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  23. Uljana Feest (2014). The Continuing Relevance of 19th-Century Philosophy of Psychology: Brentano and the Autonomy of Psychological Methods. In M. C. Galavotti & F. Stadler (eds.), New Directions in the Philosophy of Science, The Philosophy of Science in a European Perspective 5. Springer. Springer. 693-709.score: 370.7
    This paper provides an analysis of Franz Brentano’s thesis that psychology employs a distinctive method, which sets it apart from physiology. The aim of the paper is two-fold: First, I situate Brentano’s thesis (and the broader metaphysical system that underwrites it) within the context of specific debates about the nature and status of psychology, arguing that we regard him as engaging in a form of boundary work. Second, I explore the relevance of Brentano’s considerations to more recent debates (...)
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  24. Janet Thormann (2002). The Representation of the Shoah in Maus: History as Psychology. Res Publica 8 (2):123-139.score: 367.3
    The contemporary tendency in United States culture to substitute a discourse of psychology for political and social analysis is especially evident in treatments of the Shoah. Drawing on postmodernist techniques, Art Spiegelman's“Holocaust commix”, Maus, dramatizes not historical reality but the effort of representing the memory of trauma. In the absence of symbolic authority, suffering from rivalry with his father and haunted by the real of the father's voice, the son becomes the subject of the narration. Like Maus, the Holocaust (...)
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  25. Mike Michael (1997). The Hiss of History and the Sigh of Psychology. History of the Human Sciences 10 (2):133-139.score: 366.7
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  26. Ron Amundson (1983). E. C. Tolman and the Intervening Variable: A Study in the Epistemological History of Psychology. Philosophy of Science 50 (2):268-282.score: 362.7
    E. C. Tolman's 'purposive behaviorism' is commonly interpreted as an attempt to operationalize a cognitivist theory of learning by the use of the 'Intervening Variable' (IV). Tolman would thus be a counterinstance to an otherwise reliable correlation of cognitivism with realism, and S-R behaviorism with operationalism. A study of Tolman's epistemological background, with a careful reading of his methodological writings, shows the common interpretation to be false. Tolman was a cognitivist and a realist. His 'IV' has been systematically misinterpreted by (...)
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  27. Wolfgang Huemer & Christoph Landerer (2010). Mathematics, Experience, and Laboratories: Herbart's and Brentano's Role in the Rise of Scientific Psychology. History of the Human Sciences 23 (3):72-94.score: 362.0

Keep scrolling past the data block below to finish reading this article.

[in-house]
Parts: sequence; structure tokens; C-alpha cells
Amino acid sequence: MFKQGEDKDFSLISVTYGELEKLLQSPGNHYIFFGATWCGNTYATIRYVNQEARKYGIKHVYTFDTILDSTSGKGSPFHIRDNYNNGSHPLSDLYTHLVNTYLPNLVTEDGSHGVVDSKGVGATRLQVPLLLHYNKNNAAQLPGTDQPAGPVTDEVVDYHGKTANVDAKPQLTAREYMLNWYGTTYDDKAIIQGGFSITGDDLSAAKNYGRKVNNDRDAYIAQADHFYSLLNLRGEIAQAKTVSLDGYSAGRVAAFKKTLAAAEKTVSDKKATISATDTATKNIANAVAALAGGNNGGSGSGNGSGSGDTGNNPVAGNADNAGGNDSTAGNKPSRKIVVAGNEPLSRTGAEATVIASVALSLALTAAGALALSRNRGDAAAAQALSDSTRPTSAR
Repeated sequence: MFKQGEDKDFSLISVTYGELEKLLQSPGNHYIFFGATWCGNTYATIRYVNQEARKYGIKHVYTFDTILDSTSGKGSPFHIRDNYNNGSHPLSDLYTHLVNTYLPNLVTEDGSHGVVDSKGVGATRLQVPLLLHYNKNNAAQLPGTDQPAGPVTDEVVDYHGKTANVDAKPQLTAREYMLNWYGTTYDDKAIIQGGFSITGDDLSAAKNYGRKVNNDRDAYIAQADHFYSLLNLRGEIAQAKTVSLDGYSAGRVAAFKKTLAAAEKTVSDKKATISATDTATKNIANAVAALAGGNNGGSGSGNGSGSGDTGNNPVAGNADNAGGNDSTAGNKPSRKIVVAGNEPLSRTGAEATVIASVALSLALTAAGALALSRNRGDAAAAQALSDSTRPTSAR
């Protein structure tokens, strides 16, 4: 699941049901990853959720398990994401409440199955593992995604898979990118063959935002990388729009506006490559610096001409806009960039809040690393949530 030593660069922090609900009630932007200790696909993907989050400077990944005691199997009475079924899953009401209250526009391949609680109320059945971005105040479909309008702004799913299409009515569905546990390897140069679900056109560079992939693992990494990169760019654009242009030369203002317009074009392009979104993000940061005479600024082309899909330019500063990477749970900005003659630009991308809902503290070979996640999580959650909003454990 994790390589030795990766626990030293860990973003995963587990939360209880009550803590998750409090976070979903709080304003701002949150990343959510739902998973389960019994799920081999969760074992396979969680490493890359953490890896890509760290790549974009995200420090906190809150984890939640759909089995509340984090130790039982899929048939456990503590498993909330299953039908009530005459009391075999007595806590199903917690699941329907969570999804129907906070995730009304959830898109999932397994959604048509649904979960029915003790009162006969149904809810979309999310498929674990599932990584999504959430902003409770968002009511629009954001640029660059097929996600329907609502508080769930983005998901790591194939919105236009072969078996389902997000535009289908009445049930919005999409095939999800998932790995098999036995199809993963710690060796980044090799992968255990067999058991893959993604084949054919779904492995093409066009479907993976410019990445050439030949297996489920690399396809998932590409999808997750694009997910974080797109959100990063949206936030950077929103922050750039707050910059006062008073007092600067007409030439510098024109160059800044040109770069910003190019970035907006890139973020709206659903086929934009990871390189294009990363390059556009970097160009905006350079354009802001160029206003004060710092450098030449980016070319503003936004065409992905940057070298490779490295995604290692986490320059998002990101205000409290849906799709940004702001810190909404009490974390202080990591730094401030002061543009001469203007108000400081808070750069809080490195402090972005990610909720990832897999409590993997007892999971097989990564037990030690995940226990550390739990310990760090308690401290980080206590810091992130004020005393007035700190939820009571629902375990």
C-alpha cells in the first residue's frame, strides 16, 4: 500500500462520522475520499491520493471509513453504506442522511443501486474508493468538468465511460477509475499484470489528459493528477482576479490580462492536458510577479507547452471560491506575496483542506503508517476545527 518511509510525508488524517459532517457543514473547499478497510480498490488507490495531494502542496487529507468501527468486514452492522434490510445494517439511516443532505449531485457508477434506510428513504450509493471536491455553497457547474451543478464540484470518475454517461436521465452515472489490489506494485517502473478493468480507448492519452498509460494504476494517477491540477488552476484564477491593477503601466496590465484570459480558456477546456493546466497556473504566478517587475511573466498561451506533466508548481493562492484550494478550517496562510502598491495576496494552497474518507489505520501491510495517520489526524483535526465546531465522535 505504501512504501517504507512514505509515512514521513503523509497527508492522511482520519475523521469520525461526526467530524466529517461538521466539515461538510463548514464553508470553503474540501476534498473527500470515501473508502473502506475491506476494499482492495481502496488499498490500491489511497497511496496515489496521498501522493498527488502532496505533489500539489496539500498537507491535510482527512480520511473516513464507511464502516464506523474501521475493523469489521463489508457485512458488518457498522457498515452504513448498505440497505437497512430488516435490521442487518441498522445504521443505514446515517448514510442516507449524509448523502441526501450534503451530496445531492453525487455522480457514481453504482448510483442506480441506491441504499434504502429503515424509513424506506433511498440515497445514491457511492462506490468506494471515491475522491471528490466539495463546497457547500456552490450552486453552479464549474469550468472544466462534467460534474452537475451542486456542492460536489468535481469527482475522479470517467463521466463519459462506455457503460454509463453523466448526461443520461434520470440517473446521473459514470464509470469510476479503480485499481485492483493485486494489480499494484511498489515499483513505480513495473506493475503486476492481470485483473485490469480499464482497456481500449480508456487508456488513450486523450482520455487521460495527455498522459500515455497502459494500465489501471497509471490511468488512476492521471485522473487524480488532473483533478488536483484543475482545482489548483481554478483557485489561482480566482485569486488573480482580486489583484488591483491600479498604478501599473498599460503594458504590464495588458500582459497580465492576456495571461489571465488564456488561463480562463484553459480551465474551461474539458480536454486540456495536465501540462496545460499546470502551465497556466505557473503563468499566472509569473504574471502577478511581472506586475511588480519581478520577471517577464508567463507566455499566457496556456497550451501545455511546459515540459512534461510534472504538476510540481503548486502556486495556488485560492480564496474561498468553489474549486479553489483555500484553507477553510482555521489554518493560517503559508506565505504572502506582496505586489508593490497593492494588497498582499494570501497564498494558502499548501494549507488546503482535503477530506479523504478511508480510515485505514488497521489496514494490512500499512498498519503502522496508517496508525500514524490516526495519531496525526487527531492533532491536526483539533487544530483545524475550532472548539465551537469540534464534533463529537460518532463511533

In this article we present and compare two early attempts to establish psychology as an independent scientific discipline that had considerable influence in central Europe: the theories of Johann Friedrich Herbart (1776—1841) and Franz Brentano (1838—1917). While both of them emphasize that psychology ought to be conceived as an empirical science, their conceptions show revealing differences. Herbart starts with metaphysical principles and aims at mathematizing psychology, whereas Brentano rejects all metaphysics and bases his method on a conception (...)
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  28. George Boas (1920). A Note for the History of Affective Psychology. Journal of Philosophy, Psychology and Scientific Methods 17 (6):157-159.score: 362.0
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  29. Amedeo Giorgi (2013). Reflections on the Status and Direction of Psychology: An External Historical Perspective. Journal of Phenomenological Psychology 44 (2):244-261.score: 357.3
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  30. J. Bos (2009). The Rise and Decline of Character: Humoral Psychology in Ancient and Early Modern Medical Theory. History of the Human Sciences 22 (3):29-50.score: 355.3
    Humoralism, the view that the human body is composed of a limited number of elementary fluids, is one of the most characteristic aspects of ancient medicine. The psychological dimension of humoral theory in the ancient world has thus far received a relatively small amount of scholarly attention. Medical psychology in the ancient world can only be correctly understood by relating it to psychological thought in other fields, such as ethics and rhetoric. The concept that ties these various domains together (...)
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  31. R. Harre (1996). Review: David E. Leary (Ed.). Metaphor in the History of Psychology. [REVIEW] British Journal for the Philosophy of Science 47 (1):141-145.score: 354.7
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  32. Sam S. Rakover (1992). Outflanking the Mind-Body Problem: Scientific Progress in the History of Psychology. Journal for the Theory of Social Behaviour 22 (2):145–173.score: 354.7